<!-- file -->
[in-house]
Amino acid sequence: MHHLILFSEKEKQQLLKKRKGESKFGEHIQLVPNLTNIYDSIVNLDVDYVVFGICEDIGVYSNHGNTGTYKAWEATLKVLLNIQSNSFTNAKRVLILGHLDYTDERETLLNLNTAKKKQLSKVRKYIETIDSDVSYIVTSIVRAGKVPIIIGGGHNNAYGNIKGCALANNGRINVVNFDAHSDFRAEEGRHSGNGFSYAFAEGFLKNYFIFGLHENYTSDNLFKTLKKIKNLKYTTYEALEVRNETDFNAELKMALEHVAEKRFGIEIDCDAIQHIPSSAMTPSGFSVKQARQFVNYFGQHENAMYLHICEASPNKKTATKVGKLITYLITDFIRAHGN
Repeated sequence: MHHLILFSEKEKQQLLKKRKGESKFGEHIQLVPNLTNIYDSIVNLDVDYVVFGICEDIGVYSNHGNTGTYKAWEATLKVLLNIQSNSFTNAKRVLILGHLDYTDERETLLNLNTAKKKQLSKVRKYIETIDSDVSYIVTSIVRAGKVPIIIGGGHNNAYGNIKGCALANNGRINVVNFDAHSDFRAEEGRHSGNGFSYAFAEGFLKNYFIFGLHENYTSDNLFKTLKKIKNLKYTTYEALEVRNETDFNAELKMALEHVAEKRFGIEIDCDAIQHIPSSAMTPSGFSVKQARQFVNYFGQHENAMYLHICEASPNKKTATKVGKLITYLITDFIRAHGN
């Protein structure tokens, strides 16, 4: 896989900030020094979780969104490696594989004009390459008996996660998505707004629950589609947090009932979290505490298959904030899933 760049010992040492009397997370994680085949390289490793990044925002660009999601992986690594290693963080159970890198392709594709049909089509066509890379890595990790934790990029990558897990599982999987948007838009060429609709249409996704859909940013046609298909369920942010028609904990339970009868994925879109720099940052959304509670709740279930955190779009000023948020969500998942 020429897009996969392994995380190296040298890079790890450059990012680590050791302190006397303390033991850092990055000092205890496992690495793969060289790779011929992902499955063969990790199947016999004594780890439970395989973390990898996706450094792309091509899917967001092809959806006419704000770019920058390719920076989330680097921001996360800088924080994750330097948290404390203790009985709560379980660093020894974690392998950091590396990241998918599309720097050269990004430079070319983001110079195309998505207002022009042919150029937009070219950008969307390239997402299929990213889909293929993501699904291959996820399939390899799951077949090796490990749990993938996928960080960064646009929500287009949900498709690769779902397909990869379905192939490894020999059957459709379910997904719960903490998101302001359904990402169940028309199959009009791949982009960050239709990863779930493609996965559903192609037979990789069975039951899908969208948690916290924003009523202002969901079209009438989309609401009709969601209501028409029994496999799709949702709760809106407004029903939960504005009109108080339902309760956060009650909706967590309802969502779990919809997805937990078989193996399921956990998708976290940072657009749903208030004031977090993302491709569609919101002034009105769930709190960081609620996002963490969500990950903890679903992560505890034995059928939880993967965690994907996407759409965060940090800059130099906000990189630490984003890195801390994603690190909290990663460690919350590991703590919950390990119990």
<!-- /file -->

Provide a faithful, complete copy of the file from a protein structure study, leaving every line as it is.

[in-house]
Amino acid sequence: MHHLILFSEKEKQQLLKKRKGESKFGEHIQLVPNLTNIYDSIVNLDVDYVVFGICEDIGVYSNHGNTGTYKAWEATLKVLLNIQSNSFTNAKRVLILGHLDYTDERETLLNLNTAKKKQLSKVRKYIETIDSDVSYIVTSIVRAGKVPIIIGGGHNNAYGNIKGCALANNGRINVVNFDAHSDFRAEEGRHSGNGFSYAFAEGFLKNYFIFGLHENYTSDNLFKTLKKIKNLKYTTYEALEVRNETDFNAELKMALEHVAEKRFGIEIDCDAIQHIPSSAMTPSGFSVKQARQFVNYFGQHENAMYLHICEASPNKKTATKVGKLITYLITDFIRAHGN
Repeated sequence: MHHLILFSEKEKQQLLKKRKGESKFGEHIQLVPNLTNIYDSIVNLDVDYVVFGICEDIGVYSNHGNTGTYKAWEATLKVLLNIQSNSFTNAKRVLILGHLDYTDERETLLNLNTAKKKQLSKVRKYIETIDSDVSYIVTSIVRAGKVPIIIGGGHNNAYGNIKGCALANNGRINVVNFDAHSDFRAEEGRHSGNGFSYAFAEGFLKNYFIFGLHENYTSDNLFKTLKKIKNLKYTTYEALEVRNETDFNAELKMALEHVAEKRFGIEIDCDAIQHIPSSAMTPSGFSVKQARQFVNYFGQHENAMYLHICEASPNKKTATKVGKLITYLITDFIRAHGN
């Protein structure tokens, strides 16, 4: 896989900030020094979780969104490696594989004009390459008996996660998505707004629950589609947090009932979290505490298959904030899933 760049010992040492009397997370994680085949390289490793990044925002660009999601992986690594290693963080159970890198392709594709049909089509066509890379890595990790934790990029990558897990599982999987948007838009060429609709249409996704859909940013046609298909369920942010028609904990339970009868994925879109720099940052959304509670709740279930955190779009000023948020969500998942 020429897009996969392994995380190296040298890079790890450059990012680590050791302190006397303390033991850092990055000092205890496992690495793969060289790779011929992902499955063969990790199947016999004594780890439970395989973390990898996706450094792309091509899917967001092809959806006419704000770019920058390719920076989330680097921001996360800088924080994750330097948290404390203790009985709560379980660093020894974690392998950091590396990241998918599309720097050269990004430079070319983001110079195309998505207002022009042919150029937009070219950008969307390239997402299929990213889909293929993501699904291959996820399939390899799951077949090796490990749990993938996928960080960064646009929500287009949900498709690769779902397909990869379905192939490894020999059957459709379910997904719960903490998101302001359904990402169940028309199959009009791949982009960050239709990863779930493609996965559903192609037979990789069975039951899908969208948690916290924003009523202002969901079209009438989309609401009709969601209501028409029994496999799709949702709760809106407004029903939960504005009109108080339902309760956060009650909706967590309802969502779990919809997805937990078989193996399921956990998708976290940072657009749903208030004031977090993302491709569609919101002034009105769930709190960081609620996002963490969500990950903890679903992560505890034995059928939880993967965690994907996407759409965060940090800059130099906000990189630490984003890195801390994603690190909290990663460690919350590991703590919950390990119990």